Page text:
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Search Continues For U.S. Copter, Nepal Quake Victims

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CBS News correspondent Seth Doane reports there are currently about 300 U.S. troops in Nepal, and they've been using the choppers to ferry relief supplies to hard-to-reach regions. CBS News correspondent Seth Doane reports there are currently about 300 U.S. troops in Nepal, and they've been using the choppers to ferry relief supplies to hard-to-reach regions.
KATHMANDU, Nepal -

Hundreds of Nepalese soldiers and four American military helicopters continued the hunt Wednesday for a U.S. Marine Corps helicopter that disappeared Tuesday carrying six Marines and two Nepalese soldiers while delivering disaster aid in Nepal's northeast.

The helicopter was part of the U.S. government's aid effort in Nepal, which was just beginning to rebuild after a devastating April 25 earthquake when it was hit Tuesday by magnitude-7.3 quake. Tuesday's earthquake killed at least 65 people, injured nearly 2,000 and caused landslides that blocked roads and slowed the delivery of relief supplies.

CBS News correspondent Seth Doane reports there are currently about 300 U.S. troops in Nepal, and they've been using the choppers to ferry relief supplies to hard-to-reach regions.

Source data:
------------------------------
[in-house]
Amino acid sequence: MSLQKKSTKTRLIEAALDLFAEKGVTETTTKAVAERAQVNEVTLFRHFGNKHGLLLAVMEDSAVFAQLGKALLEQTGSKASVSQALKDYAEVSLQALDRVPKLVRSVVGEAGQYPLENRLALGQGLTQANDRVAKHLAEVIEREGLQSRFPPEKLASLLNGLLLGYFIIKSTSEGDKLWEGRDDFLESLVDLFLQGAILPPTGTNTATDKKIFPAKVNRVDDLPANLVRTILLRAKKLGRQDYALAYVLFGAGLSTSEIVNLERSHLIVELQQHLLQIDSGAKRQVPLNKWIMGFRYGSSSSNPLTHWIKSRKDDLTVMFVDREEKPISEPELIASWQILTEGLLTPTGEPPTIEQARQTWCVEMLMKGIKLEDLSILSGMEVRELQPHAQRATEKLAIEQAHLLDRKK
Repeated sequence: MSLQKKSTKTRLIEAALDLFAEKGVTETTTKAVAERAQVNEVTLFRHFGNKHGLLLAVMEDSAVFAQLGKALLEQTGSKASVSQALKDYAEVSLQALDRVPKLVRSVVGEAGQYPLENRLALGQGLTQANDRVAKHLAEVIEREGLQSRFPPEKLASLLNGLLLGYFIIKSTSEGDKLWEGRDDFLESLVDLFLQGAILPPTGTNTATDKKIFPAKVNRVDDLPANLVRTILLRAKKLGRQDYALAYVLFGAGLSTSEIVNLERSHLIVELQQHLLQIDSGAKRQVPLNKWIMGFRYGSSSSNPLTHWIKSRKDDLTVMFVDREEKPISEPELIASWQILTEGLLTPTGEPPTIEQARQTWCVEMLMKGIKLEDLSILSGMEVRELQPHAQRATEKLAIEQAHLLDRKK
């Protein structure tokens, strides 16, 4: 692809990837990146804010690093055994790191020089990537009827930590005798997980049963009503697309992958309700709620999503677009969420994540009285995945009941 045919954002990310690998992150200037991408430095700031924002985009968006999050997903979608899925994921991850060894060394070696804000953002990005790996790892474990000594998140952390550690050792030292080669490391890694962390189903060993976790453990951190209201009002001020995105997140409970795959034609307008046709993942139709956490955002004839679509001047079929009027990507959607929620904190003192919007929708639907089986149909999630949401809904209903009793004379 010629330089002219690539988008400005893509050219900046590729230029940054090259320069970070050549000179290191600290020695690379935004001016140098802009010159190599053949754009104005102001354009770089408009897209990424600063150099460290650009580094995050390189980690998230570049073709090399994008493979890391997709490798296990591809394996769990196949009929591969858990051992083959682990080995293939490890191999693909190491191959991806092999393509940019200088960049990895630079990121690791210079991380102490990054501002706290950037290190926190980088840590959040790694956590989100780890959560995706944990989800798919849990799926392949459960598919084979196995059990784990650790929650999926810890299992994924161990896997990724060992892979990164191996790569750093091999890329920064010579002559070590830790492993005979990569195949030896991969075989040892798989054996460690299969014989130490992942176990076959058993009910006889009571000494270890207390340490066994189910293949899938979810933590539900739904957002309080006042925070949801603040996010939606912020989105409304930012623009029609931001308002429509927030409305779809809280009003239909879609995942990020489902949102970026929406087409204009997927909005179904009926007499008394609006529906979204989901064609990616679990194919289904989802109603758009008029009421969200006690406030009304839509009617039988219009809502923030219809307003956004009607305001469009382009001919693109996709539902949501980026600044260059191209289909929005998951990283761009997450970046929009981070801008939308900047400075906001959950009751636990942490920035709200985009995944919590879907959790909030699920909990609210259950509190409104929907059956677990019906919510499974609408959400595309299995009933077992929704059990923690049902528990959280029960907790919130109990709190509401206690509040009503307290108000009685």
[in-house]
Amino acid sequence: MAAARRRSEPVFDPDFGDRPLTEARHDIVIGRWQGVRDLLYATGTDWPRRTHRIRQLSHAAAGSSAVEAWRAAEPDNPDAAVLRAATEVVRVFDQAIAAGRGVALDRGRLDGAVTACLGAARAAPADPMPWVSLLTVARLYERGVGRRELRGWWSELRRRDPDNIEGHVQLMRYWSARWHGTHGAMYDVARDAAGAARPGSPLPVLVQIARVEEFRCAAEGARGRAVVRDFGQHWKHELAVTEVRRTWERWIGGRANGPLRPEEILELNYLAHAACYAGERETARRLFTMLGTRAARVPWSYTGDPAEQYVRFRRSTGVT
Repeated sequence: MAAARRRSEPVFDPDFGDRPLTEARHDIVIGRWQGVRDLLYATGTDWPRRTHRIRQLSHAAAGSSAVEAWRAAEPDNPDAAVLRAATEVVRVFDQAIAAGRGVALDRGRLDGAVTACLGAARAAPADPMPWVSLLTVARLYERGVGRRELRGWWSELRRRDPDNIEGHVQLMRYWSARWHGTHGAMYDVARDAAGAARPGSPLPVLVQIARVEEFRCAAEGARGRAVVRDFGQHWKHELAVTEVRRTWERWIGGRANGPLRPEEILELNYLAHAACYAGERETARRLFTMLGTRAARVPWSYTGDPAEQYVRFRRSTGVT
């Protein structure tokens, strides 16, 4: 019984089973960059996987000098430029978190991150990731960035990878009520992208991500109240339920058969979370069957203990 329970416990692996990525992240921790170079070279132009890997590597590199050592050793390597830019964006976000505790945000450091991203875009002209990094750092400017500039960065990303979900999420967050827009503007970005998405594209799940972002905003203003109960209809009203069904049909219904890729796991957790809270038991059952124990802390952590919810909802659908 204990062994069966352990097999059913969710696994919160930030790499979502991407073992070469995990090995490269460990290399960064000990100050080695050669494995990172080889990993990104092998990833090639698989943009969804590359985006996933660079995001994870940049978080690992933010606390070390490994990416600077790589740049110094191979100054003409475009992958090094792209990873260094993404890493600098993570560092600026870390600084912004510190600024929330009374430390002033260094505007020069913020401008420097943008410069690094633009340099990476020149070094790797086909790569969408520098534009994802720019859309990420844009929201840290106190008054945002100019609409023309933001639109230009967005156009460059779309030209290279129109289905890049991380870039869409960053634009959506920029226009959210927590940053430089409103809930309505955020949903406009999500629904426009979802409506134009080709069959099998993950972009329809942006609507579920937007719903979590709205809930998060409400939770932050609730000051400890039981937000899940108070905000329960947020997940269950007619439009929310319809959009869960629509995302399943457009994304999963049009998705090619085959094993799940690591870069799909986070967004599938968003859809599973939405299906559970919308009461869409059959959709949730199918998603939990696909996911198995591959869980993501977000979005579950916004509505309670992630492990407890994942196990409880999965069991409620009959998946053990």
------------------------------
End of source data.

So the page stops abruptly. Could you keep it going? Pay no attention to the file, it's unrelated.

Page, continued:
There have been no indications the missing aircraft crashed, but a Nepalese military officer told the Reuters news agency he believed the UH-1Y Huey had gone down in a river.

"The info we have is that it is down in one of the rivers, but none of the choppers has seen it yet," Nepalese Army Major Rajan Dahal told Reuters. He did not provide any information as to what led to the suspicion that the U.S. helicopter had crashed in a river.

Contacted Wednesday morning by CBS News, a spokesman for the U.S. military operation in Nepal said he could neither confirm nor deny Dahal's information.

Home ministry official Laxmi Dhakal said Wednesday that army helicopters were scouring the Sunkhani area, nearly 50 miles northeast of Kathmandu, for the missing helicopter.

Meanwhile, officials with bullhorns walked through the quake-damaged streets of Chautara, a small Nepal town, calling for people to leave the damaged buildings.

Officials walked the rubble-strewn streets of Chautara calling out through bullhorn: "There is danger! Leave the buildings!"

Most people, though, had fled into the open the day before, and had spent the night in tents or under plastic tarps.

Tuesday's quake battered Chautara, a foothills town that became a hub for rescuers and humanitarian aid after the first earthquake. Officials there said at least three people had died Tuesday and more than 60 were injured.

Tuesday's magnitude-7.3 quake, centered between Kathmandu and Mount Everest, struck hardest in the foothills of the Himalayas. Most of the 65 people confirmed dead by Wednesday morning were in Dolakha district, northeast of Kathmandu, said the district's chief administrator, Prem Lal Lamichane.

"People are terrorized. Everyone is scared here. They spent the night out in the open," Lamichane said, adding the administration was running out of relief material.